ELECTRONIC SOUND launches on all platforms

Electronic Sound, a UK magazine app about electronic music, is now available on all tablets and smartphones, and can be read on desktop computers too. The title is also launching a new technical section, focusing on accessible and fun reviews of kit and tutorials for the keen synthesist.

Electronic Sound launched in March 2013 exclusively on the iPad and soon found a voracious international audience for its high quality mix of contemporary and heritage electronic music coverage. And now people with Android tablets, Android phones and iPhones can also enjoy the magazine.

“When we first hit Apple’s Newsstand, we were soon bombarded with requests to make Electronic Sound available beyond the iPad,” says Electronic Sound co-founder Push. “It’s taken us a while, but we’re delighted that now anyone with an Android tablet or phone, or an iPhone, can enjoy Electronic Sound.”

The magazine is also available on the cross-platform Readly app for tablets and phones, as well as a downloadable PDF version which can be read on any device or desktop/laptop machine. A free sampler of the magazine can be found on the Issuu platform, which can also be read on any device.

Electronic Sound launched with the remit to give music created with synthesisers, often ignored by club culture magazines, the kind of in-depth coverage usually reserved for revered rock acts. From Stockhausen to Kraftwerk, Gary Numan to Factory Floor, Electronic Sound seeks out the stories behind the classic electronic music of the past and what’s happening now.

Launched by veterans of the UK music press Push (ex-Melody Maker and the launch editor of Muzik) and Mark Roland (ex-Melody Maker, Muzik, Mixmag and The Face), Electronic Sound boasts a roster of committed high quality writers whose expertise and experience is unparalleled.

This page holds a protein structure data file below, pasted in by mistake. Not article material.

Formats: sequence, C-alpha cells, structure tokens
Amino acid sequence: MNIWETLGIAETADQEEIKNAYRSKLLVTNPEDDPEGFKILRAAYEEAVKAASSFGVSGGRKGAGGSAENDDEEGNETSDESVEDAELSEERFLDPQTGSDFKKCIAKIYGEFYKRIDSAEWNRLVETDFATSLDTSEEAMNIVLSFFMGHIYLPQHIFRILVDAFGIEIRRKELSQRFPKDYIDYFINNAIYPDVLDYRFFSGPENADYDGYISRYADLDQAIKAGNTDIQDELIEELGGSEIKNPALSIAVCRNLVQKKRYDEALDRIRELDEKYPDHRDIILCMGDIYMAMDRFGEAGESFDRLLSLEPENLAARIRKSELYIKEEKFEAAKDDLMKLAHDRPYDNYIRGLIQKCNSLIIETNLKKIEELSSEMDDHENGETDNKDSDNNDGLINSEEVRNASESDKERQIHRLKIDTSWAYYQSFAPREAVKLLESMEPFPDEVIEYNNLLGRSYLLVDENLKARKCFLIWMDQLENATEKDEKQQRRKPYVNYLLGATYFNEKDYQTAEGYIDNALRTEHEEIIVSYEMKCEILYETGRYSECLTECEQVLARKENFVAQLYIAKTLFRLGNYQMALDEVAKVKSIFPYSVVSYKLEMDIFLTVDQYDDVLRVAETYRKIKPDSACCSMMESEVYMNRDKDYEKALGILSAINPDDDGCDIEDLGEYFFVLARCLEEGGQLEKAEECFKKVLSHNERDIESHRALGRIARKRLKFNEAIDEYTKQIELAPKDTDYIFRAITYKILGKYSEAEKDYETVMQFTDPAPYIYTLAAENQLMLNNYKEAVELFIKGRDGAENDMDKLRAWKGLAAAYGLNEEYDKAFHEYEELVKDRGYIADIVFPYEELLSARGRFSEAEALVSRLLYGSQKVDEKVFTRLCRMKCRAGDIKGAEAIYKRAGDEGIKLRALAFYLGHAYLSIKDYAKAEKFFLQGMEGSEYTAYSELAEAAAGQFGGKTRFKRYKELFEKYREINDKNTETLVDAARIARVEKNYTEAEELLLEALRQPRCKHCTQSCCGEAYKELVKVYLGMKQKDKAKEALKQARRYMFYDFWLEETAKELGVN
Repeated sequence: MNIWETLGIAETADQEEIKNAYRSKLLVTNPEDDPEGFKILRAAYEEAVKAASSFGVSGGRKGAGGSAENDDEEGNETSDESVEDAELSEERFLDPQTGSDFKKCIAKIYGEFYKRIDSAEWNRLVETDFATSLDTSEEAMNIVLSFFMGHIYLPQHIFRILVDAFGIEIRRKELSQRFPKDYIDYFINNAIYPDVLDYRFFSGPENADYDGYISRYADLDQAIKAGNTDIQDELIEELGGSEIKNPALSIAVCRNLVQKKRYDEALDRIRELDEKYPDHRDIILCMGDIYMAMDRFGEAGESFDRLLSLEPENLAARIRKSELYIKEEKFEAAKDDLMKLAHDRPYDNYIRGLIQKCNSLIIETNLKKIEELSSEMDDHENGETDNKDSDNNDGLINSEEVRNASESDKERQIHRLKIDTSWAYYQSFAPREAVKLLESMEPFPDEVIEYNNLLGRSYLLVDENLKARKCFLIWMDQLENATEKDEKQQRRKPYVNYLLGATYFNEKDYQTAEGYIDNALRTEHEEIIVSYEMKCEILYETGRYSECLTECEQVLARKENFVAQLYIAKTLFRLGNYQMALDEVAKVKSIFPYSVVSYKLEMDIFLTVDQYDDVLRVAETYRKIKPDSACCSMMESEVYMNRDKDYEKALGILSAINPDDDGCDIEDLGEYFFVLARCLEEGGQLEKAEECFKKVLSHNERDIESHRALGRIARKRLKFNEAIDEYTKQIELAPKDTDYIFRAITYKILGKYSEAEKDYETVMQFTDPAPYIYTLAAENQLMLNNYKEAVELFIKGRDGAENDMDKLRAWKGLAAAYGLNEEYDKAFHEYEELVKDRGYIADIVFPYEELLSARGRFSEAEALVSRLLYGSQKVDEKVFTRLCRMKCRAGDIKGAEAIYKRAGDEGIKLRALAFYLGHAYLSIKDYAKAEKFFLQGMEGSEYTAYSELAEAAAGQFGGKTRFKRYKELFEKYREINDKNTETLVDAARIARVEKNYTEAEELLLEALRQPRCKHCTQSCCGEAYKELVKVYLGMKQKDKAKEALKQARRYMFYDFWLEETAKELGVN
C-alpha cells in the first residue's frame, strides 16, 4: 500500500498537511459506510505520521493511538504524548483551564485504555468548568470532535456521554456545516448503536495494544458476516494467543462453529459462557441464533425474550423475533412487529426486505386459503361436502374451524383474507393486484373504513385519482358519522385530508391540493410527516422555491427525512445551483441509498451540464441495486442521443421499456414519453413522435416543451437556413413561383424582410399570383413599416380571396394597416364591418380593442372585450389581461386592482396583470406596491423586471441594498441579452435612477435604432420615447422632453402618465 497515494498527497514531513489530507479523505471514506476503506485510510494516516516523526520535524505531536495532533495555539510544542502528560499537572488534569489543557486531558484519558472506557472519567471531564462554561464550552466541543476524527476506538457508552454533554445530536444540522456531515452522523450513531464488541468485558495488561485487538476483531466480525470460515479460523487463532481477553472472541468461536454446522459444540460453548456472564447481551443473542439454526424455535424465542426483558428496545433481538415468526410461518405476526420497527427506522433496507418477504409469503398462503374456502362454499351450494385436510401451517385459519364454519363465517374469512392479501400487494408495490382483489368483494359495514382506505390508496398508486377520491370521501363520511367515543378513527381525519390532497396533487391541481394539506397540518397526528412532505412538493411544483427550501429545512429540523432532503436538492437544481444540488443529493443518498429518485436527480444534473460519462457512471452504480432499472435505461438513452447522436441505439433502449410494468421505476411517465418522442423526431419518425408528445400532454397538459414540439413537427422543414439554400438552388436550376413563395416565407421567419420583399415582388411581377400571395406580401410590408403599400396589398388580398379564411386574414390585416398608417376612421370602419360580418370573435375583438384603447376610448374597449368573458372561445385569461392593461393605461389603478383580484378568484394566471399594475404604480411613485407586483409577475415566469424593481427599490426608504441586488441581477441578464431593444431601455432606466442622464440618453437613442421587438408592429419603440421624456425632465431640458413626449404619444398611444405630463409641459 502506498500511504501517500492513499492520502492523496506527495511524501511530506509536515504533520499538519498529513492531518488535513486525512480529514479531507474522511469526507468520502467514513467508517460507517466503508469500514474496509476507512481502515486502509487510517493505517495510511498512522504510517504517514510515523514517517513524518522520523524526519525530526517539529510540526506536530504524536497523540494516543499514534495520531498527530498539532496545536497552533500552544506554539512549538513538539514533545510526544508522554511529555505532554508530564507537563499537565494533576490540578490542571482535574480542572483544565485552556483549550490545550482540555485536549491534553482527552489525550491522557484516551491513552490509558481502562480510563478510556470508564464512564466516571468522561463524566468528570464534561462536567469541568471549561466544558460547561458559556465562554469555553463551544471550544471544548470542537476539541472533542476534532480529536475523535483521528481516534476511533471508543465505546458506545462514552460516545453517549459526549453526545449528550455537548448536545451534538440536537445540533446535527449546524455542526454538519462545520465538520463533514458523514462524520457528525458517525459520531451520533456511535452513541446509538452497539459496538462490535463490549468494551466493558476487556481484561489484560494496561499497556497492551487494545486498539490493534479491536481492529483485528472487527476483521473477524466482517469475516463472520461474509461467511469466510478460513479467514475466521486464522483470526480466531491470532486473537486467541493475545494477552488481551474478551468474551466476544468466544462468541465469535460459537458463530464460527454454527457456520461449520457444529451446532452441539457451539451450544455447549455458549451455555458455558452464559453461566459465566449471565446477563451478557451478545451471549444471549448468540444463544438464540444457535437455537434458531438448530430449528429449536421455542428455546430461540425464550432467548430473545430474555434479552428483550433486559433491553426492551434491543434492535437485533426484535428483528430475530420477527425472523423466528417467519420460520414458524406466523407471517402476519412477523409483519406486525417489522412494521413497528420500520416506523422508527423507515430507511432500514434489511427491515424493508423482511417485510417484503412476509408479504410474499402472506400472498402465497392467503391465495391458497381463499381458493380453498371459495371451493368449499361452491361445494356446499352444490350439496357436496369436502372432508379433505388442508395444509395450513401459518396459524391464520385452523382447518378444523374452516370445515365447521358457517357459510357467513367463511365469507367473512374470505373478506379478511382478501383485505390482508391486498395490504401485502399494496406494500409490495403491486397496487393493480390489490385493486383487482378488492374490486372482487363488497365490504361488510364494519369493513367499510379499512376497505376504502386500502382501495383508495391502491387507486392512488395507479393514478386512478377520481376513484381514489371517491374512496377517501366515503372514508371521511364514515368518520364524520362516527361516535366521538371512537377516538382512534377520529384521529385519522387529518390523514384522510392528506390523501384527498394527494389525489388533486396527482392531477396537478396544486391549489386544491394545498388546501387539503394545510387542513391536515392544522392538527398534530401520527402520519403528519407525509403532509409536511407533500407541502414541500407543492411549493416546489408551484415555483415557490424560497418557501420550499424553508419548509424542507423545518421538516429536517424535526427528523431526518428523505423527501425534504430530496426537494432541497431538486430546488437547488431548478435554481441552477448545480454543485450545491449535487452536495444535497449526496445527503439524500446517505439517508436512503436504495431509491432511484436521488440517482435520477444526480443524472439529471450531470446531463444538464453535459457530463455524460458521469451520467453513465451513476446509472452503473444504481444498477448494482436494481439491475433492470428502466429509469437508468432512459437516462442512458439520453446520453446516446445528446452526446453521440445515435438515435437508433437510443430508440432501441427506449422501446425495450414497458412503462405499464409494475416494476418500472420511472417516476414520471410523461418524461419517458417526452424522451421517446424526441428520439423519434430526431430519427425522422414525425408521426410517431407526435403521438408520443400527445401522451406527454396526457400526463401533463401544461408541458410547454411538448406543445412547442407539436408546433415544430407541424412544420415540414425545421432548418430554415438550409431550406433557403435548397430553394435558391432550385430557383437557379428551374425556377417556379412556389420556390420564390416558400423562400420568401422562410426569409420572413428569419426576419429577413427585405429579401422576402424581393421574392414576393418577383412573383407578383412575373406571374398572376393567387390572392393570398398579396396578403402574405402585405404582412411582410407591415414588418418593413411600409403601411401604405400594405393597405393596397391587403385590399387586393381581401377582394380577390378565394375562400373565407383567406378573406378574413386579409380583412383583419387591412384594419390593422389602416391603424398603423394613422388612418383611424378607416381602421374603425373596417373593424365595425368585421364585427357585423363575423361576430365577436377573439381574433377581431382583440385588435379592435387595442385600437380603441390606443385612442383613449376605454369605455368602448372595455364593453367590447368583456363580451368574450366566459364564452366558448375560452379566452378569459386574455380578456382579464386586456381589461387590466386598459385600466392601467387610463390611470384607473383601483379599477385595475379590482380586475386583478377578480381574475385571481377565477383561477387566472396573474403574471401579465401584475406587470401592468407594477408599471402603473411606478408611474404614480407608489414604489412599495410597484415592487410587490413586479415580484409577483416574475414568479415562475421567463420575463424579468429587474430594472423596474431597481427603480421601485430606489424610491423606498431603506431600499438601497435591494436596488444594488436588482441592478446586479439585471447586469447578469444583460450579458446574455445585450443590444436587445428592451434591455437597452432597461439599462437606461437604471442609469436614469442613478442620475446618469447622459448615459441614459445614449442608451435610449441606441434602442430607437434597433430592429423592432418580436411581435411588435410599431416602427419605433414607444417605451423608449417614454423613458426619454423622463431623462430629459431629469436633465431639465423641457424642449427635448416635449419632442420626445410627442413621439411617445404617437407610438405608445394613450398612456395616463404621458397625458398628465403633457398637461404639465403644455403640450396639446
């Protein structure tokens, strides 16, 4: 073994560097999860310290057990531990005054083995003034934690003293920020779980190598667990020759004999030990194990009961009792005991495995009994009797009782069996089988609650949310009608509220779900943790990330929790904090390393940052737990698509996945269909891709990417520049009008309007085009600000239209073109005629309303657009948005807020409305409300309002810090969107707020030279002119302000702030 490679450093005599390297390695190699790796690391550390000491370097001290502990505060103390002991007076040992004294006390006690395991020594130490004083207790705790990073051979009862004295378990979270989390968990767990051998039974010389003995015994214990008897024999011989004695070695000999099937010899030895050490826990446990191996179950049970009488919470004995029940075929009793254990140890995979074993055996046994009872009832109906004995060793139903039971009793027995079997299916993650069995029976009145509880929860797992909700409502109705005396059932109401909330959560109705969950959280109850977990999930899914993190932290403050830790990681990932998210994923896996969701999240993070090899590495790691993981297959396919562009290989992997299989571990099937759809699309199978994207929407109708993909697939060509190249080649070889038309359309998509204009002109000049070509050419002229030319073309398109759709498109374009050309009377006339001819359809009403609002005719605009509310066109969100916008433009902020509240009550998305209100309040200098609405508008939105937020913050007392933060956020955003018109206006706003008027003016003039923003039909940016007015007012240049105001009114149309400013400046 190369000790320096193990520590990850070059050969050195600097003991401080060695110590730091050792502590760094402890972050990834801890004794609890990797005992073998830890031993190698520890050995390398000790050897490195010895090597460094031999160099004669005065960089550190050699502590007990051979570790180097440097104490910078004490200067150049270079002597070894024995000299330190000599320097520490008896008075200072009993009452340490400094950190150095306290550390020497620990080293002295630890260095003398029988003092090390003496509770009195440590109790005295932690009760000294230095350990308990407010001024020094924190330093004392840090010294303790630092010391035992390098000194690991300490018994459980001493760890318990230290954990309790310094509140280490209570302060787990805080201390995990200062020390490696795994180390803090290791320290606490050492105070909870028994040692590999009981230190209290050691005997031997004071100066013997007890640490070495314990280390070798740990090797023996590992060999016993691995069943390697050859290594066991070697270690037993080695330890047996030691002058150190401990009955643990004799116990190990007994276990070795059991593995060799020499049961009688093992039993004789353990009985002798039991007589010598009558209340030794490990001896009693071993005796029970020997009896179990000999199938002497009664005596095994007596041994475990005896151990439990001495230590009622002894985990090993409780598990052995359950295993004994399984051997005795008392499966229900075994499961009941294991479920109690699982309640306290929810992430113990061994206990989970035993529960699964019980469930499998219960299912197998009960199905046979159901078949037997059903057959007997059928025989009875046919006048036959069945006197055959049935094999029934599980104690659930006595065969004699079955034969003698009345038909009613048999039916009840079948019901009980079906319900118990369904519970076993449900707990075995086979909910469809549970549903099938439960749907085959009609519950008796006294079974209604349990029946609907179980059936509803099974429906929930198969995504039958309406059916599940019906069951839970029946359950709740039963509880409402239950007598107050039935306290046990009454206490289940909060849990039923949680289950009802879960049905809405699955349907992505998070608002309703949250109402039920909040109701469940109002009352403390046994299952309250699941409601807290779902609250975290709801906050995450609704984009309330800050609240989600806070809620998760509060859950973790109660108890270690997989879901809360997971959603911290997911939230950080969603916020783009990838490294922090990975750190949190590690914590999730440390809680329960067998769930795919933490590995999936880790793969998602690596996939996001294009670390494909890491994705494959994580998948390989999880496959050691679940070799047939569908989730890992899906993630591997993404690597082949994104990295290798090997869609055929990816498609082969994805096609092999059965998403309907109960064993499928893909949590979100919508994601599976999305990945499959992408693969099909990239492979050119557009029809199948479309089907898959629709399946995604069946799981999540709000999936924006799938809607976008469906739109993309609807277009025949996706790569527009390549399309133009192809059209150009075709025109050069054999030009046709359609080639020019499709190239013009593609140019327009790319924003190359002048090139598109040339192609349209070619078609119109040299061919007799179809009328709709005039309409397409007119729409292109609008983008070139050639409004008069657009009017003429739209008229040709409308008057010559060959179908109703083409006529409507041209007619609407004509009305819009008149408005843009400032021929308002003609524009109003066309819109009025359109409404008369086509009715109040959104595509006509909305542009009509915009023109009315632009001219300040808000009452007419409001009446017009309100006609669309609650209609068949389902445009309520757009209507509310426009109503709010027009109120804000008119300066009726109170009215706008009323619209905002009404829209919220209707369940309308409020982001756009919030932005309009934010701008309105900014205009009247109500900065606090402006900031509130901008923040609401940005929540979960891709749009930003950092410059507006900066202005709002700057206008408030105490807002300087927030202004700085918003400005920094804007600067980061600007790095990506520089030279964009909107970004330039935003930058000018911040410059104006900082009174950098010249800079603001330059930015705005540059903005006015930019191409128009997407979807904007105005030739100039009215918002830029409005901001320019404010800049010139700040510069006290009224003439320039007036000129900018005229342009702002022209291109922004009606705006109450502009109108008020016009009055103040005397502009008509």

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“Es genügt, einen Ton schön zu spielen” sagte der Komponist Arvo Pärt im Jahre 2005. Diese Aussage ist ebenso einfach wie ich auch exzellent: Es braucht kein Meer an Tönen, denn entscheidend ist der Klang. Dass so mancher Vintage-Synthesizer der 70er und 80er Jahre teils unerreicht hochwertige Klänge liefert, steht außer Frage. Doch tatsächlich leben wir “heute” in einer nahezu perfekten Zeit. Einerseits hat man – mehr oder weniger – noch Zugriff auf die Vintage Analogen, andererseits wird auch bei Neugeräten die wichtige Komponente des hochwertigen Klanges wieder zunehmend berücksichtigt. Doepfer, Cwejman, Synthesizers.com, MacBeth, Moog, GRP, Studio Electronics, COTK, John Bowen und andere Hersteller bauen hervorragende Synthesizer, die den “Klassikern” in nichts nachstehen. All diesen (alten wie neuen) “großartigen” Instrumenten ist Great Synthesizers gewidmet. _________________________________________________________ In 2005 composer Arvo Pärt said: “Playing one tone really well is enough”. In other words, it is sufficient to play one tone 'beautifully'. I agree with that. All musical efforts are focused on the sound itself. Although I studied classical music (piano and drums), it’s the electronic sound that inspires me. Synthesizers are the epitome of new sounds and exciting tonal spheres. Today, many companies produce high-quality - excellent! - synthesizers: Doepfer, Cwejman, MacBeth, Moog, GRP, Synthesizers.com, COTK, Studio Electronics, John Bowen and others. It's their products I'm really interested in ... apart from Vintage Synthesizers, which I have been collecting for 20 years. Subsequent to our former websites Bluesynths and Blogasys, Peter Mahr and I have now created GreatSynthesizers. We hope you like it.